Apollo Brown is a hip-hop producer whose work obscures the line between classic and modern. Hailing from the boom-bap mecca of Detroit, Apollo grew up listening to a variety of musical genres. Citing influences that range from Seals & Crofts to MOP, from Journey to Wu-Tang, he has cultivated a style that’s distinctly his own. Having collaborated with hip-hop stalwarts like Ras Kass, Red Pill, Ugly Heroes, Guilty Simpson, OC, Danny Brown and Kool G Rap, Apollo Brown has gained recognition and respect in the scene through his signature hard-hitting drums and soulful melodies. Follow him on Twitter here.
As someone who works predominantly as a hip-hop and soul producer, both for myself and other artists, and as a lover of all things even remotely related to music, it’s not often I come across an album that leaves me without words. Ibeyi’s debut album almost did. Why? I’m honestly not sure. But I found myself drawn in by the duo’s minimalist approach. With limited time and space to delve into the group’s super-deep waters, I’ll just talk about what it was about the album that moved me the most.
Ibeyi opens with “Eleggua,” an a capella intro that’s sung in Yoruba, a language that a lot of us are not familiar with. It’s a Nigerian language that is also spoken in Cuba. (It was brought to Cuba in the 1700s via the slave trade.) This was very interesting to me. Obviously, I’m not quite sure what is being said in the song, but you can hear and feel the passion in what the duo are singing. They end the album in a similar manner, with the title track. The term “ibeyi” means “twins” in Yoruba — fitting, considering the group is composed of twin sisters Naomi and Lisa-Kaindé Díaz. They were just 19 when they began recording the album, and are the daughters of Cuban percussionist Anga Diaz, who was a member of the famed Buena Vista Social Club.
The intro, which feels like the strike of a match, leads into their lead single and my favorite song on the album, “Oya.” It’s melodic and addicting, its lyrics — in English this time — are captivating and the singing, chants and lyric poetry set the tone for the rest of the journey. While they’ve been compared to Nina Simone and Lauryn Hill, I found the duo’s vocals to resemble Dolores O’Riordan of the Cranberries. “Ghosts” is the album’s follow-up single, and it deserves the attention. The slowly waking percussion, which is heard throughout the album, gently gives the song’s prayer-like lyrics a feeling of optimism, and the whole song seems to float once the piano makes its entrance. “We ain’t nothing, without love, without love…” they sing, striking a quiet, somber note of loss before the Yoruba chants return. The blend of sounds is seamless within each track, accentuating the duo’s skill and musical diversity.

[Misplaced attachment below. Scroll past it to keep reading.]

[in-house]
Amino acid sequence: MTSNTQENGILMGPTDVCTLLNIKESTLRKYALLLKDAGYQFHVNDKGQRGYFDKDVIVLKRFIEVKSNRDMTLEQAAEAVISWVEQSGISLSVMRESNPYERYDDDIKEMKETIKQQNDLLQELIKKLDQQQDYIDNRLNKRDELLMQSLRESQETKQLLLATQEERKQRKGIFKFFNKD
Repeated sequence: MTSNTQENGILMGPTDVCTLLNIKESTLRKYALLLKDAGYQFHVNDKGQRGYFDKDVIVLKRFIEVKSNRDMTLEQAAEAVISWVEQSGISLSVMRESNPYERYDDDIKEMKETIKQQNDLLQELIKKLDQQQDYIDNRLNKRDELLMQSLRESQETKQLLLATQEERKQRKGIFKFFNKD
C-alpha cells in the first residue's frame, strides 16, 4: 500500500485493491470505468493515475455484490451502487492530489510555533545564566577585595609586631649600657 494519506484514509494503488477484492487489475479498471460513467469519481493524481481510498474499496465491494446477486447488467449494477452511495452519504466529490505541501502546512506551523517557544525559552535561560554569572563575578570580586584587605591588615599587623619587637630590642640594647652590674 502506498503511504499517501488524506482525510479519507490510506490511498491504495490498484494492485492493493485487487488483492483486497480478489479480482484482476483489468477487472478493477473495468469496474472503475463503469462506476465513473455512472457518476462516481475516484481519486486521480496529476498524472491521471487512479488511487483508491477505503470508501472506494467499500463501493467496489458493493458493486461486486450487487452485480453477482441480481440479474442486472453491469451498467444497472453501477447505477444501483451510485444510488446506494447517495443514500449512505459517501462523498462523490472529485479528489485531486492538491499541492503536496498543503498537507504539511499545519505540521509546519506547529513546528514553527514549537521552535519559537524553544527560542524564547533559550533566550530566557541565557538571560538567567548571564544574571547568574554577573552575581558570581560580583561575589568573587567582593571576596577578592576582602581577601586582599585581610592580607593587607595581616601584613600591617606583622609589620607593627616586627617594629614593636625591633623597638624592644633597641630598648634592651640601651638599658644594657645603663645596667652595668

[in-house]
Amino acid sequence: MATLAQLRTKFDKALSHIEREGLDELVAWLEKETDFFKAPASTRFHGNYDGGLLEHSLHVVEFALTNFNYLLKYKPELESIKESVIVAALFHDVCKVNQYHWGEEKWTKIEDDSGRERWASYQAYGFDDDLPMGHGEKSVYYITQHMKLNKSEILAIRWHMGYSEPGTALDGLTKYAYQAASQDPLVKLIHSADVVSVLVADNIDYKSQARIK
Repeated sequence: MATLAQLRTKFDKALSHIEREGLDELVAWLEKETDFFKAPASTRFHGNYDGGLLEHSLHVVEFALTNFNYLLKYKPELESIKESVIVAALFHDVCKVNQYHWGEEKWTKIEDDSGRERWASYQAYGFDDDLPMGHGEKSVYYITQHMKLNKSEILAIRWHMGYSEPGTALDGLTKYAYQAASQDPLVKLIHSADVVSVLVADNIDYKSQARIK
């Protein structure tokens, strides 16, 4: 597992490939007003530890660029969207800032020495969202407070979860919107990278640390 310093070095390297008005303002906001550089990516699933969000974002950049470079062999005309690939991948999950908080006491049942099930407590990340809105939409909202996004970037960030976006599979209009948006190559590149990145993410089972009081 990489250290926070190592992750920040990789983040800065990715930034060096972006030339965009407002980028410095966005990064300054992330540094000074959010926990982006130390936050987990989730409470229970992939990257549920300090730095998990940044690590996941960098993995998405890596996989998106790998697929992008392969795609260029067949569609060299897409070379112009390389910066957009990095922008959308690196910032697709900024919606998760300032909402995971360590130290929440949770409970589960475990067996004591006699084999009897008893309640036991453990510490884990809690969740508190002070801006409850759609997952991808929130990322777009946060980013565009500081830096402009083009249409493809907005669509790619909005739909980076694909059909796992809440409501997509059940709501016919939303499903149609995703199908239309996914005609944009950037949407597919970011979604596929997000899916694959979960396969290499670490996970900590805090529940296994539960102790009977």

When I first heard the opening line of “Behind the Curtain” — “Where are you now, my man, my shooter” — it gave me the chills, as if Shirley Bassey were singing the ominous and imposing theme song for a new James Bond film. I’m the type of artist who likes a strong melody, and I loved the use of gentle, naked piano on this song. The Diaz sisters’ voices are so strong and confident, and their lyrics evoke a state of wonder. The minimalist soul-stirring continues on “Mama Says,” as the twins sing, “The man is gone, and mama says she can’t live without him.” Maybe they’re speaking about their own mother after the loss of their percussionist father when they were just 11. The song is heartfelt, and I’m sure a lot of people could relate to the haunting reflection in their words. The song “Faithful” is a perfect example of the deliberate and determined way Ibeyi reel the listener in. The steady progression not only of the music but also the words, which strain and push against every chord change, is beautiful, like a modern-day Les Nubians.
Although it draws on influences far and wide, this music is very niche — it’s not for everyone, but no good music should be. I’ve listened to it top to bottom half a dozen times, and it’s sunk in as something that’s clearly springing from a deep and passionate place. Like a mystic ride down an ancestral river of musical soul, Ibeyi find their connection with listeners by tapping into the universal truths that live inside each of us, but are far beyond any one of us. This album is sure to pique the interest of a new generation searching for its roots, and for music that speaks to their quietly screaming internal aches. Built for those on spiritual journeys, this is a candlelight-and-nag-champa album, one you’ll find your girlfriend playing the next time you go to her place as the sun sets. Ibeyi has introduced me to a new modern sound rooted in all our pasts — a story, a language and a feeling only music can describe.